A Journey of a Different Colour

The train station has a distinctly different energy, a vibe of anticipation, of something extra special-not another plane ride or drive in the country. The people here are not in it for the destination, rather, the journey.

Represented are your railway aficionados, one fellow texting back and forth with someone on the train.

“They’re stopped by Rexall,” he shared, as Dylan, Ben and I stood, fingers curled through the chain link fence trying to be the first to spot the train.

Also represented are your hippie travelers, seasoned travelers, new Canadians and old Canadians.

When I was young, we would travel to Melville to catch the train, maybe an hour and a half from Kamsack. Being a minor stop in the middle of the prairie, the arrival time was always unpredictable-this, decades before you could go online to find the answer to all of life’s mysteries, including the estimated arrival time of the Canadian. So, when that spotlight appeared on the horizon, it was pretty exciting.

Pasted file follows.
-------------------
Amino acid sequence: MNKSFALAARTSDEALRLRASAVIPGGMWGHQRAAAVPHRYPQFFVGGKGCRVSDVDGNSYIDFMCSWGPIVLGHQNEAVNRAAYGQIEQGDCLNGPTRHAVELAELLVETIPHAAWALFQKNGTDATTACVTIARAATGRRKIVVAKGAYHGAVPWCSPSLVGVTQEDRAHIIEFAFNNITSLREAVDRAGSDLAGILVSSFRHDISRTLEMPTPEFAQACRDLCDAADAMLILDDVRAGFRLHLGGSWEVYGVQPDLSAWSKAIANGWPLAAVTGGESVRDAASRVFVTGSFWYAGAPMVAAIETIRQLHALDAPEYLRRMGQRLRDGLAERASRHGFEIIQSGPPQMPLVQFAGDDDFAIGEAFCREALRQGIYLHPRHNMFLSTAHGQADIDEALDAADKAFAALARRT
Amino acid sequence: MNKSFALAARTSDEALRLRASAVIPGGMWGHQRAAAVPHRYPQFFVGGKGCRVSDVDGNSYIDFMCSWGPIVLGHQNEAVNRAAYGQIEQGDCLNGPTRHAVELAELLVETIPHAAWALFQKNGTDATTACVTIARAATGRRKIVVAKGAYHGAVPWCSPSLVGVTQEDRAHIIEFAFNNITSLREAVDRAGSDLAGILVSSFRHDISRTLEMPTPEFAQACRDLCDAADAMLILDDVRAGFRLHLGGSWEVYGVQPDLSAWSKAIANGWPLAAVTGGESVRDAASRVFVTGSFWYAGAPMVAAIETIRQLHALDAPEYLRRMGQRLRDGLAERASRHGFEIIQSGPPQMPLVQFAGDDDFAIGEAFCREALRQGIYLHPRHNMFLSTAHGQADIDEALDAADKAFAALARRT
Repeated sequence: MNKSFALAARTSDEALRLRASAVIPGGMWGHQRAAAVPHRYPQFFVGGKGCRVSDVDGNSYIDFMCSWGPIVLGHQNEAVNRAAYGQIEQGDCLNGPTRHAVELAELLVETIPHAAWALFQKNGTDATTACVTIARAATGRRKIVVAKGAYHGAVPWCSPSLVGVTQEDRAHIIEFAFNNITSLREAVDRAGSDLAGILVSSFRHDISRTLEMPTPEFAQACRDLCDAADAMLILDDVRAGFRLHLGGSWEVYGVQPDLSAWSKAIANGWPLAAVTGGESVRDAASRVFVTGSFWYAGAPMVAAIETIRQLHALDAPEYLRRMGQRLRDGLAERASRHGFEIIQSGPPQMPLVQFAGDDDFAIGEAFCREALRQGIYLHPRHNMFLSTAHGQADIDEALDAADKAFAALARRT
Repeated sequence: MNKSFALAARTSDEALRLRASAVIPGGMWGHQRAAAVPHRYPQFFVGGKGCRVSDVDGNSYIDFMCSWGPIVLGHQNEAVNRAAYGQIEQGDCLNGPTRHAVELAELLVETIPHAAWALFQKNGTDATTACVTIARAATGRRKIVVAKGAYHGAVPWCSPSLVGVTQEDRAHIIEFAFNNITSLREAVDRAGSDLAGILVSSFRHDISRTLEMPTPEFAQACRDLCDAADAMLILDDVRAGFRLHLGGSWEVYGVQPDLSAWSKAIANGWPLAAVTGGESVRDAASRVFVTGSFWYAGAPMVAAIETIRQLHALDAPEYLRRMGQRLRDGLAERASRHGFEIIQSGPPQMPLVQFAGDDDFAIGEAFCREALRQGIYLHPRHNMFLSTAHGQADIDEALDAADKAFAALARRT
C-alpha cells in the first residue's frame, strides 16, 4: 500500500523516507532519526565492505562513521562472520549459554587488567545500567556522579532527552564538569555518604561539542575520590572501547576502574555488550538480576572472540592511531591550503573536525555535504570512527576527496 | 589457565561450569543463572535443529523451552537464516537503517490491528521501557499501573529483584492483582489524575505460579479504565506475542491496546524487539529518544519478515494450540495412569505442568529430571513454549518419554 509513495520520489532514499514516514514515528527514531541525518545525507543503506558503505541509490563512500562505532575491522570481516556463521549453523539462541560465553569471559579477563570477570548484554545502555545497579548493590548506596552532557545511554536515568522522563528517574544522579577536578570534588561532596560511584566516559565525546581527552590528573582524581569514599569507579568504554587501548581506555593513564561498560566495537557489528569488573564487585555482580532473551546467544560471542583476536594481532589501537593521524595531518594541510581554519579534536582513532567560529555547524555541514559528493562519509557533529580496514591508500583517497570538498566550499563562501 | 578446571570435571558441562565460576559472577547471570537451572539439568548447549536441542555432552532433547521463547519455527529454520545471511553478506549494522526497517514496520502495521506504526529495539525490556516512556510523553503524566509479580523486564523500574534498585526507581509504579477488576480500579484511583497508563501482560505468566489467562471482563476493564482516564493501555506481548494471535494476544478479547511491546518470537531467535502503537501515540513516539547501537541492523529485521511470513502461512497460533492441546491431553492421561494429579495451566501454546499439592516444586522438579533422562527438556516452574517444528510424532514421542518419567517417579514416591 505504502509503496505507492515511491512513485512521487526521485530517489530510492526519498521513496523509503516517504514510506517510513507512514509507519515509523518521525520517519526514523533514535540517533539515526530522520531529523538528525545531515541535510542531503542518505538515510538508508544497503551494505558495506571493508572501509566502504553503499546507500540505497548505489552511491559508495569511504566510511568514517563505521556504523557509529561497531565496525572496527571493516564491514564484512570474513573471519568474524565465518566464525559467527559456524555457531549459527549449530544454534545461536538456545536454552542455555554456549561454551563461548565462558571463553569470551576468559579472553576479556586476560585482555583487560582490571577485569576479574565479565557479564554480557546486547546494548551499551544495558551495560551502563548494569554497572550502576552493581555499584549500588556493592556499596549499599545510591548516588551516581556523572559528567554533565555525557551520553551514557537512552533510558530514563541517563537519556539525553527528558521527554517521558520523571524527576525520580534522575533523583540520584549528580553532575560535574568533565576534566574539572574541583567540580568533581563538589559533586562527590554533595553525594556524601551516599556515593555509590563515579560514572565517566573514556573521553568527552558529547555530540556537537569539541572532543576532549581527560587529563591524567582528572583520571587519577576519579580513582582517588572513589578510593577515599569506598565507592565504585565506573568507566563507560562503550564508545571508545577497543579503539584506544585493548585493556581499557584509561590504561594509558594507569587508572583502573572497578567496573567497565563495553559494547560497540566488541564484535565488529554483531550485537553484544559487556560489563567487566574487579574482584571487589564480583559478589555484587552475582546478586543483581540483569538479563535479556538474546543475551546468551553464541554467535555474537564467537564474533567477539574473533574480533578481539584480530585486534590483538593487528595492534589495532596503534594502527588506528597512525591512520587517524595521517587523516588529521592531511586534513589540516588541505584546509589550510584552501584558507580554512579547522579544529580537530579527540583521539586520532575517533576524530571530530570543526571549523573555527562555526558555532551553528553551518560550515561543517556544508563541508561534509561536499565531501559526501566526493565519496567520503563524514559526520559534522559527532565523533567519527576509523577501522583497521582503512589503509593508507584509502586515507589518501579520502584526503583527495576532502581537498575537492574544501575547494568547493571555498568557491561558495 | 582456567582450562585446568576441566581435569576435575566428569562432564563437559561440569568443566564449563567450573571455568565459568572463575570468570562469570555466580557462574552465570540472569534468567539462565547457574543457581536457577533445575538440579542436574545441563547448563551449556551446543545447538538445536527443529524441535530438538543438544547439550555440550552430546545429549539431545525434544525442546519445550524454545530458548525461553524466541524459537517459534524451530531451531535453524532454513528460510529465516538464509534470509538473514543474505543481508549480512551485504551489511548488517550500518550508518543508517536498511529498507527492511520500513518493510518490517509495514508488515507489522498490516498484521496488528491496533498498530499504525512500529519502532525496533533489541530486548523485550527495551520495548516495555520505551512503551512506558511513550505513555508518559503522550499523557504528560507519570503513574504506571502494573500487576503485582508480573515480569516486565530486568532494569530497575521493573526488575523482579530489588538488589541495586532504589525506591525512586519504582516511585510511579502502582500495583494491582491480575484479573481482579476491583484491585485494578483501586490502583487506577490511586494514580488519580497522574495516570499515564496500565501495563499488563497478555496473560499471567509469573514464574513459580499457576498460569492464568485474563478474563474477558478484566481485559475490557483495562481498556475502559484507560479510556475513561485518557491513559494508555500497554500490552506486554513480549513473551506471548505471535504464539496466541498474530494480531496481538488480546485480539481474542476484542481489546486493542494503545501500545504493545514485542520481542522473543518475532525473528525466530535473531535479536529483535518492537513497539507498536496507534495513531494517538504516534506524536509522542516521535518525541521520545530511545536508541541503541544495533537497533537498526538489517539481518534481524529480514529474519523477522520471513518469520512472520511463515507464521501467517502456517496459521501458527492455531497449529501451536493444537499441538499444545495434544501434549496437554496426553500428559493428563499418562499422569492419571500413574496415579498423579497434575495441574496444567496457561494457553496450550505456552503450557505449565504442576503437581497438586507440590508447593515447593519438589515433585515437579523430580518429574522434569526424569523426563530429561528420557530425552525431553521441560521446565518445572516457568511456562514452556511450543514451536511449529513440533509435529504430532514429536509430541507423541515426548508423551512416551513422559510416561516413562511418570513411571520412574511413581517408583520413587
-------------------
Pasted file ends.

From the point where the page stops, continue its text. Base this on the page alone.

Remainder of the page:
In Edmonton, the train comes in from the east, following the Yellowhead highway that pierces through the north end of the city. Today, it passed by the old city airport and venue for this weekend’s Indy car race, going west beyond the station so that it could back into place in front of the platform full of eager travelers.

“You guys keep looking for the train and I’ll snap a picture of you just as it passes,” I said as they completely ignored me, transfixed at the approaching national icon.

It took probably twenty minutes before passengers were disembarked and the cars serviced before we were able to board. And while we were disappointed to not get four seats together, we are across from each other, which is just fine. The boys are already off exploring the dome car and the freedom that comes with riding the train. Heather is studying across the way while I capture these initial thoughts as we sit idle near the city limits waiting for a freight to pass.

Off in the near distance, strangers are introducing themselves-being social is part of mystique of going by rail, it’s an expectation, a necessity, a gift. This is a journey of a different colour, a way of traveling that needs to be experienced to be fully understand.

July 23, 2010


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